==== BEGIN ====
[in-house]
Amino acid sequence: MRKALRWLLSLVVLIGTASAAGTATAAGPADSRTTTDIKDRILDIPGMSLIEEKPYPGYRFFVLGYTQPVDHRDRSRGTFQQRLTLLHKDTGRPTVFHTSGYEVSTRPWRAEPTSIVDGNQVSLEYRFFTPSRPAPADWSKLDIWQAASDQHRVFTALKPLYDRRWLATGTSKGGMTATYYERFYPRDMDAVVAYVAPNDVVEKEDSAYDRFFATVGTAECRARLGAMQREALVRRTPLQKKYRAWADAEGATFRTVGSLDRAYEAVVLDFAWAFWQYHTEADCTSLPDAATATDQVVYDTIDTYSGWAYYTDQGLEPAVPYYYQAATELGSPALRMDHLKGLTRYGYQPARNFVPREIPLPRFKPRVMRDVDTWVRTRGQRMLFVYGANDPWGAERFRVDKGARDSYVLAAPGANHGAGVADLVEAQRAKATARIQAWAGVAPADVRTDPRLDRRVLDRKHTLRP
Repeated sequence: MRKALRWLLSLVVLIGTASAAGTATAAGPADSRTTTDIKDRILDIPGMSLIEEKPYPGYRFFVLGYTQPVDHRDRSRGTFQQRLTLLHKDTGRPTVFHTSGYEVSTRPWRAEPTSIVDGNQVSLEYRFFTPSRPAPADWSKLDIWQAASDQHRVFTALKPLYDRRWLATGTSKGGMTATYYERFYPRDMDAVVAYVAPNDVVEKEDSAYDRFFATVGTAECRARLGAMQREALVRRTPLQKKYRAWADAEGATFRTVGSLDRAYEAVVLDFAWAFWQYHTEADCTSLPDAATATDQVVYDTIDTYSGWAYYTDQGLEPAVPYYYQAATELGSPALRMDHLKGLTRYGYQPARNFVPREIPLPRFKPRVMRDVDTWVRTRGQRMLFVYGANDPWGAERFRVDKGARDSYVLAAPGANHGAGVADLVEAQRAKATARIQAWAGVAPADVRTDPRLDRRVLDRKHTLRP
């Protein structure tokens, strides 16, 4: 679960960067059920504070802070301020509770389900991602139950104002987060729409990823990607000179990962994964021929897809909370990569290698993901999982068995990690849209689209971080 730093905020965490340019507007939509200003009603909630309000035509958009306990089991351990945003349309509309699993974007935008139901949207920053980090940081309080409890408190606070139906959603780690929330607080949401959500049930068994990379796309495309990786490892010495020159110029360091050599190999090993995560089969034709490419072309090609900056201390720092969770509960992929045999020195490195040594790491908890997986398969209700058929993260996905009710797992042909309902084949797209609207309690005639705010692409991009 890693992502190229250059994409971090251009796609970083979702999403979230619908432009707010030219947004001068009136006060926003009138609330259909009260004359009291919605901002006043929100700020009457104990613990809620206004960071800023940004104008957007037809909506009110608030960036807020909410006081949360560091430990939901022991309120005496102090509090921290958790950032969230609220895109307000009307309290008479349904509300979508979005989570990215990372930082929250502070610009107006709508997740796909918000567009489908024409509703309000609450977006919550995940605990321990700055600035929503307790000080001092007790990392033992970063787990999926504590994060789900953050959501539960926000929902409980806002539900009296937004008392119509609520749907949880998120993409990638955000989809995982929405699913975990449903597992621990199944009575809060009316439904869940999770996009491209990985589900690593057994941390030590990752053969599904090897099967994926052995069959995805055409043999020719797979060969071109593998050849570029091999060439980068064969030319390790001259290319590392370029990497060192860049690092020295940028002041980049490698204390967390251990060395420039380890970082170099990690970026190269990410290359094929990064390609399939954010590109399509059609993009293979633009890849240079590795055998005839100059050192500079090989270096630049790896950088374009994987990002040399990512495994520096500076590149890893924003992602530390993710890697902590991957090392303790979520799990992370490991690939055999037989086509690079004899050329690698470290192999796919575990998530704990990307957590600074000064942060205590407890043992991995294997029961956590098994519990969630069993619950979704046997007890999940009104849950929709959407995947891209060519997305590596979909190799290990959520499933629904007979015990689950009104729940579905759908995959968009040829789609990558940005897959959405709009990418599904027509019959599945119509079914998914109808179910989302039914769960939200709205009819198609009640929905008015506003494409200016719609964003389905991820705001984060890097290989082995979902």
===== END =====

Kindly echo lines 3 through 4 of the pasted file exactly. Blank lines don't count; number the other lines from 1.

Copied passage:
Repeated sequence: MRKALRWLLSLVVLIGTASAAGTATAAGPADSRTTTDIKDRILDIPGMSLIEEKPYPGYRFFVLGYTQPVDHRDRSRGTFQQRLTLLHKDTGRPTVFHTSGYEVSTRPWRAEPTSIVDGNQVSLEYRFFTPSRPAPADWSKLDIWQAASDQHRVFTALKPLYDRRWLATGTSKGGMTATYYERFYPRDMDAVVAYVAPNDVVEKEDSAYDRFFATVGTAECRARLGAMQREALVRRTPLQKKYRAWADAEGATFRTVGSLDRAYEAVVLDFAWAFWQYHTEADCTSLPDAATATDQVVYDTIDTYSGWAYYTDQGLEPAVPYYYQAATELGSPALRMDHLKGLTRYGYQPARNFVPREIPLPRFKPRVMRDVDTWVRTRGQRMLFVYGANDPWGAERFRVDKGARDSYVLAAPGANHGAGVADLVEAQRAKATARIQAWAGVAPADVRTDPRLDRRVLDRKHTLRP
């Protein structure tokens, strides 16, 4: 679960960067059920504070802070301020509770389900991602139950104002987060729409990823990607000179990962994964021929897809909370990569290698993901999982068995990690849209689209971080 730093905020965490340019507007939509200003009603909630309000035509958009306990089991351990945003349309509309699993974007935008139901949207920053980090940081309080409890408190606070139906959603780690929330607080949401959500049930068994990379796309495309990786490892010495020159110029360091050599190999090993995560089969034709490419072309090609900056201390720092969770509960992929045999020195490195040594790491908890997986398969209700058929993260996905009710797992042909309902084949797209609207309690005639705010692409991009 890693992502190229250059994409971090251009796609970083979702999403979230619908432009707010030219947004001068009136006060926003009138609330259909009260004359009291919605901002006043929100700020009457104990613990809620206004960071800023940004104008957007037809909506009110608030960036807020909410006081949360560091430990939901022991309120005496102090509090921290958790950032969230609220895109307000009307309290008479349904509300979508979005989570990215990372930082929250502070610009107006709508997740796909918000567009489908024409509703309000609450977006919550995940605990321990700055600035929503307790000080001092007790990392033992970063787990999926504590994060789900953050959501539960926000929902409980806002539900009296937004008392119509609520749907949880998120993409990638955000989809995982929405699913975990449903597992621990199944009575809060009316439904869940999770996009491209990985589900690593057994941390030590990752053969599904090897099967994926052995069959995805055409043999020719797979060969071109593998050849570029091999060439980068064969030319390790001259290319590392370029990497060192860049690092020295940028002041980049490698204390967390251990060395420039380890970082170099990690970026190269990410290359094929990064390609399939954010590109399509059609993009293979633009890849240079590795055998005839100059050192500079090989270096630049790896950088374009994987990002040399990512495994520096500076590149890893924003992602530390993710890697902590991957090392303790979520799990992370490991690939055999037989086509690079004899050329690698470290192999796919575990998530704990990307957590600074000064942060205590407890043992991995294997029961956590098994519990969630069993619950979704046997007890999940009104849950929709959407995947891209060519997305590596979909190799290990959520499933629904007979015990689950009104729940579905759908995959968009040829789609990558940005897959959405709009990418599904027509019959599945119509079914998914109808179910989302039914769960939200709205009819198609009640929905008015506003494409200016719609964003389905991820705001984060890097290989082995979902």